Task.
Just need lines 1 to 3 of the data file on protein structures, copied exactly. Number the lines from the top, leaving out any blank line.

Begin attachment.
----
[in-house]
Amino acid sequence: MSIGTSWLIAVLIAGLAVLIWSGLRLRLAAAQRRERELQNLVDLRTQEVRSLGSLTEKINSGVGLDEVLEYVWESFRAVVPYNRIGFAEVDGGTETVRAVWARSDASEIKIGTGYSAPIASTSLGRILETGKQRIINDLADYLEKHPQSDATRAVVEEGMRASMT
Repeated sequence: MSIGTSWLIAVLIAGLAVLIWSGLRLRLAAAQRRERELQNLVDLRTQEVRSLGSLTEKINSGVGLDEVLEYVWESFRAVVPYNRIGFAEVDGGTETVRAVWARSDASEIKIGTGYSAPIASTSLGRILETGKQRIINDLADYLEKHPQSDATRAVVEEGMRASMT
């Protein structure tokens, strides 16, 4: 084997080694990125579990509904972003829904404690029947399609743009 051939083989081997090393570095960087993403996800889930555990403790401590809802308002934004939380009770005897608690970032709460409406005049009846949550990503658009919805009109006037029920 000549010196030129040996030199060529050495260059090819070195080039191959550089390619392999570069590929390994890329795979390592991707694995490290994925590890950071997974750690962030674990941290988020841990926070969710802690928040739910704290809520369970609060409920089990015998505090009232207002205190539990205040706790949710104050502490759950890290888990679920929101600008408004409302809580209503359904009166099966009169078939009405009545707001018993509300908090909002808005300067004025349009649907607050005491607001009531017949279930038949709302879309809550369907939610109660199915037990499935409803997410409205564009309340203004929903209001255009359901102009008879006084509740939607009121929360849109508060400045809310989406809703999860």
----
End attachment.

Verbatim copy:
[in-house]
Amino acid sequence: MSIGTSWLIAVLIAGLAVLIWSGLRLRLAAAQRRERELQNLVDLRTQEVRSLGSLTEKINSGVGLDEVLEYVWESFRAVVPYNRIGFAEVDGGTETVRAVWARSDASEIKIGTGYSAPIASTSLGRILETGKQRIINDLADYLEKHPQSDATRAVVEEGMRASMT
Repeated sequence: MSIGTSWLIAVLIAGLAVLIWSGLRLRLAAAQRRERELQNLVDLRTQEVRSLGSLTEKINSGVGLDEVLEYVWESFRAVVPYNRIGFAEVDGGTETVRAVWARSDASEIKIGTGYSAPIASTSLGRILETGKQRIINDLADYLEKHPQSDATRAVVEEGMRASMT